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Lords Committee to Explore the Assumptions Underlying Adult Social Care

The House of Lords Adult Social Care Committee will tomorrow be holding two evidence sessions, as it continues its inquiry into the invisibility of adult social care.

The sessions will take place on Thursday 7 April and can be followed on Parliament TV.

Giving evidence at 10:30 AM will be:
• Sir Andrew Dilnot

Sir Andrew previously chaired the Commission on Funding of Care and Support, which published its findings in the ‘Fairer Care Funding’ report in 2011. During the session, the committee will explore the invisibility of the adult social care system, as well as discuss some of the assumptions that currently underlie adult social care in England.

Questions the committee is likely to ask include:

• The committee has heard repeatedly that adult social care is invisible, particularly in comparison to the NHS, which receives extensive coverage in politics and in the media. Is this the case and why?
• What can realistically be done to reduce invisibility, both of the adult social care system as a whole, and of the individuals who rely on adult social care?
• What changes could be made to increase the political pressure to reform the social care system?
• What, in addition to what has already been pledged by the Government, could improve the data that is available about adult social care? What would be the consequences of having better data?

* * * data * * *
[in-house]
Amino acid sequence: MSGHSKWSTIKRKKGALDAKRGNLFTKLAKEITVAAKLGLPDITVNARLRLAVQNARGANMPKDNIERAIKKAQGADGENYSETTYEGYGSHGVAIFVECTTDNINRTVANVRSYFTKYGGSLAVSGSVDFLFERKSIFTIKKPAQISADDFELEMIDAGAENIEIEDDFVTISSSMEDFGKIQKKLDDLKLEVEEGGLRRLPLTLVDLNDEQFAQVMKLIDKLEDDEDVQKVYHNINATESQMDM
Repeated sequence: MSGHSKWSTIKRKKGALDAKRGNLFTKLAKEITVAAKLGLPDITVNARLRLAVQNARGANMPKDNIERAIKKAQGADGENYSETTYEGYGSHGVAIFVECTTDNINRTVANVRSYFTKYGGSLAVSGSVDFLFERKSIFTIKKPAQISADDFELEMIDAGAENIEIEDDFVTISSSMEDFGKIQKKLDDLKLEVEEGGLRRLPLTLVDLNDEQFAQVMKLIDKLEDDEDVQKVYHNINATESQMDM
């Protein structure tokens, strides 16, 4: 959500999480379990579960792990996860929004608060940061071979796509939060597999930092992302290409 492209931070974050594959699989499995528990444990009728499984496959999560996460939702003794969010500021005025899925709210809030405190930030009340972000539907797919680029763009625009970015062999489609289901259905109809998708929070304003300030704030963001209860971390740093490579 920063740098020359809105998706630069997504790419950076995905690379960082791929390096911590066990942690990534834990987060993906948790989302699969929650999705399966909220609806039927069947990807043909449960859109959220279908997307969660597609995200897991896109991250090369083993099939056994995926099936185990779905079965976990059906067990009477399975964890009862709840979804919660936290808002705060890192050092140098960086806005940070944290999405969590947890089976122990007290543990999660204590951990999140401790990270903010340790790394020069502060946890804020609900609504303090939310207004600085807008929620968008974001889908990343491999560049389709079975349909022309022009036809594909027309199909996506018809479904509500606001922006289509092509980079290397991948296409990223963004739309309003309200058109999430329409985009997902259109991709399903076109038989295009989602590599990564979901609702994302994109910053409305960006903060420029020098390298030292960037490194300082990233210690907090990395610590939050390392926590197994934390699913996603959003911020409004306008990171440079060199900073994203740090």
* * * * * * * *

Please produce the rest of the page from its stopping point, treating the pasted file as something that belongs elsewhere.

Giving evidence at 11:25 AM will be:
• Ian Loynes, Chief Executive of Spectrum, Centre for Independent Living
• Kirsty Woodard, Founder and Director, Ageing Well Without Children

The committee will further explore the assumptions that underlie the adult social care system, including that older people will always have children willing, and able, to provide unpaid care, and that working-age adults want their family and friends to provide unpaid care.

Questions the committee is likely to ask include:

• What assumptions are made surrounding unpaid care, and how do these assumptions differ for younger adults and for older adults?
• What are the current options for people who are ageing without children and who have care needs? To what extent is the social care system prepared to extend these options as demographic trends unfold and the number of people ageing without children increases?
• Are there any current innovative models of care that can be seen as examples of good practice for adults with care needs who do not wish to draw on their friends and families for care and support?
• What is the importance of commissioning in enabling new models of care that free people who draw on care from the assumptions that are made about the availability of unpaid care?